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Intel, Oracle: Hardware, Software Optimization Server Refresh

White Paper: Executive Summary
The installed base of server systems has grown rapidly over the past 10 to 12 years, driven primarily by x86-based system growth. According to IDC's Worldwide Quarterly Server Tracker, by 2009, x86-based servers accounted for more than 95% of the server unit shipments and for more than 50% of the revenue in the server market.
Following a year of project delays and deferrals in 2009, many IT organizations are planning technology refresh for their aging x86 servers—especially those that are more than three years old. Many net-new technologies have become available in the marketplace over the past three years—and IT organizations will benefit in terms of IT efficiency, power/cooling, performance, and scalability that simply were not shipping in 2007 and earlier. New capabilities in x86 processors will provide support for more demanding enterprise workloads and for larger groups of end users.
There are many drivers for the refresh wave that is expected worldwide; for example, more powerful multicore processors as well as denser configurations of servers with more memory, higher I/O, and faster onboard bandwidth to speed overall system throughput. These technical improvements support workload consolidation—allowing sites to gather up workloads that had been running on large numbers of older x86 servers. To the extent that consolidation takes place, power/cooling costs can be reduced because more powerful workloads are running on fewer individual server footprints.

There are many reasons to refresh servers, including replacing systems that are no longer functional, meeting the compute demands required by new business requirements, or saving energy and cutting costs with new, more efficient systems, or a combination of all of the reasons. The technology available in servers has changed rapidly, giving end users increased ability to build more flexible and efficient environments. The hardware is more powerful and efficient, and a series of capabilities on x86 processors, such as enhanced support for virtualization, have improved users' ability to maximize the use and flexibility of their servers and to consolidate workloads on them. Some of the drivers for change are underutilized systems, space and power constraints, operating expenses, and business growth.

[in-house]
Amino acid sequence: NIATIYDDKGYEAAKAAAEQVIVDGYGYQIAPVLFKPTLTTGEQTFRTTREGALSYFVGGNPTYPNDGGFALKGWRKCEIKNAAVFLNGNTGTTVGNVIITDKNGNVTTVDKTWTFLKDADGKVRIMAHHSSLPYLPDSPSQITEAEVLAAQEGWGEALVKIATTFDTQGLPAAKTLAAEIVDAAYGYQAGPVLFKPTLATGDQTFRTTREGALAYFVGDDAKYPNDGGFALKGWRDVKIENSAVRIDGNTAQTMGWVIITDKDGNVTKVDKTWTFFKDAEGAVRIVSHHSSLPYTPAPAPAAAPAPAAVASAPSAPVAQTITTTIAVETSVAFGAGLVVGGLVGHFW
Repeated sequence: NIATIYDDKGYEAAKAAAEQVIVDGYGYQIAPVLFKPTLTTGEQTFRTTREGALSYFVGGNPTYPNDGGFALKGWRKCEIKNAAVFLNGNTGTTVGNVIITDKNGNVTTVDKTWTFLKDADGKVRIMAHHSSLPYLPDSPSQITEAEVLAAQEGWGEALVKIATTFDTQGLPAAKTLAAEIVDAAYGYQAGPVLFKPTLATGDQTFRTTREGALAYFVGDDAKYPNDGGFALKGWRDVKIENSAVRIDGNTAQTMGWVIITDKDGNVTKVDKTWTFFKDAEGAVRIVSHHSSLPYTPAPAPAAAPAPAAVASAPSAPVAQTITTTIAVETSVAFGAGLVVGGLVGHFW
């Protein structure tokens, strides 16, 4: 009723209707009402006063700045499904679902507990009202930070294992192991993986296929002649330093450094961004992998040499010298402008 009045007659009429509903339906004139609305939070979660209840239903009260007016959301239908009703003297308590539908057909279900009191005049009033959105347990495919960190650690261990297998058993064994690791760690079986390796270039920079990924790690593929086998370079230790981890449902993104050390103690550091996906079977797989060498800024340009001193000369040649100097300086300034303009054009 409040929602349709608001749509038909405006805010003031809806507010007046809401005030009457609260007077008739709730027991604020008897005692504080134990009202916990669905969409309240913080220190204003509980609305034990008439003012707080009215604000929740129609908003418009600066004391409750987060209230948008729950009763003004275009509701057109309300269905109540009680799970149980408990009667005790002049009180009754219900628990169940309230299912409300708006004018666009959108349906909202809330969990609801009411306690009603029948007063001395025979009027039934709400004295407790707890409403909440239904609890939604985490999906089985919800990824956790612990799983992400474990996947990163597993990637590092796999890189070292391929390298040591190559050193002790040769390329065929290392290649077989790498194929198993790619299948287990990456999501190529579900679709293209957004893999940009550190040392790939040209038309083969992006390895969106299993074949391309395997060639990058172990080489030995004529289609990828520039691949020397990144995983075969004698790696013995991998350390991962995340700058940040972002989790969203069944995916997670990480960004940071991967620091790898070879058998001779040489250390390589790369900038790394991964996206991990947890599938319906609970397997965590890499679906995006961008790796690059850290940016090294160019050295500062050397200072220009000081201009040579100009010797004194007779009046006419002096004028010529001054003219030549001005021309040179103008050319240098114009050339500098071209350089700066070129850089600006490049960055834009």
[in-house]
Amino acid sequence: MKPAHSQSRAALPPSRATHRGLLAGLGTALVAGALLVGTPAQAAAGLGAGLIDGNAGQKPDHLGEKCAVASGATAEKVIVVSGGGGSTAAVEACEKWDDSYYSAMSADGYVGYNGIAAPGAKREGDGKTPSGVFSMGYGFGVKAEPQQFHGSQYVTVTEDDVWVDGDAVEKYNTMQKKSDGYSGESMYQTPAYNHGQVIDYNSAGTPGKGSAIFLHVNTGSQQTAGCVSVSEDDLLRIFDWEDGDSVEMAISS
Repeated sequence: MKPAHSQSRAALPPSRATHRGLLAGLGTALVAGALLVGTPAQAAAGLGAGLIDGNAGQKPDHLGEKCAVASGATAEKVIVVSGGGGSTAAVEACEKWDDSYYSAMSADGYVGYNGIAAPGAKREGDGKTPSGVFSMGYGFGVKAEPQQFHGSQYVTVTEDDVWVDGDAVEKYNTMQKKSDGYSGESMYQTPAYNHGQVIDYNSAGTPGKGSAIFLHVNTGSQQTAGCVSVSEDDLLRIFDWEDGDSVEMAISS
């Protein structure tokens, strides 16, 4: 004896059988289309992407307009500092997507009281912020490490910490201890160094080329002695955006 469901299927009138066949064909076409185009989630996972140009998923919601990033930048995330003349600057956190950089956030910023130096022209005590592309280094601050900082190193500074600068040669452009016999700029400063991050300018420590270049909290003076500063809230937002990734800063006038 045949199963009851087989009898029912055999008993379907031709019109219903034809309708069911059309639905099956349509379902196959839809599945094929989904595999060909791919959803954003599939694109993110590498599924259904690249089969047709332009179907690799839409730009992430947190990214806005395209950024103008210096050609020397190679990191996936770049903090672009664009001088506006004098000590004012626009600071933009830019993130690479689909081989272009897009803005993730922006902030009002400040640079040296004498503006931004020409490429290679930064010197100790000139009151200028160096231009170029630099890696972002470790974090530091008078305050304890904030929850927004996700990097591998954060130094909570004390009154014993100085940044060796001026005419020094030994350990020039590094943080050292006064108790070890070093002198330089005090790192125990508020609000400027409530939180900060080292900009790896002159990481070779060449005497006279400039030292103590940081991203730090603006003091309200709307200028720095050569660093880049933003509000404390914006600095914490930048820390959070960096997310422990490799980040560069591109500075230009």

Read the full Intel, Oracle White Paper.

Intel, Oracle: Hardware, Software Optimization Server Refresh

White Paper: Executive Summary
The installed base of server systems has grown rapidly over the past 10 to 12 years, driven primarily by x86-based system growth. According to IDC's Worldwide Quarterly Server Tracker, by 2009, x86-based servers accounted for more than 95% of the server unit shipments and for more than 50% of the revenue in the server market.
Following a year of project delays and deferrals in 2009, many IT organizations are planning technology refresh for their aging x86 servers—especially those that are more than three years old. Many net-new technologies have become available in the marketplace over the past three years—and IT organizations will benefit in terms of IT efficiency, power/cooling, performance, and scalability that simply were not shipping in 2007 and earlier. New capabilities in x86 processors will provide support for more demanding enterprise workloads and for larger groups of end users.
There are many drivers for the refresh wave that is expected worldwide; for example, more powerful multicore processors as well as denser configurations of servers with more memory, higher I/O, and faster onboard bandwidth to speed overall system throughput. These technical improvements support workload consolidation—allowing sites to gather up workloads that had been running on large numbers of older x86 servers. To the extent that consolidation takes place, power/cooling costs can be reduced because more powerful workloads are running on fewer individual server footprints.

There are many reasons to refresh servers, including replacing systems that are no longer functional, meeting the compute demands required by new business requirements, or saving energy and cutting costs with new, more efficient systems, or a combination of all of the reasons. The technology available in servers has changed rapidly, giving end users increased ability to build more flexible and efficient environments. The hardware is more powerful and efficient, and a series of capabilities on x86 processors, such as enhanced support for virtualization, have improved users' ability to maximize the use and flexibility of their servers and to consolidate workloads on them. Some of the drivers for change are underutilized systems, space and power constraints, operating expenses, and business growth.

Read the full Intel, Oracle White Paper.

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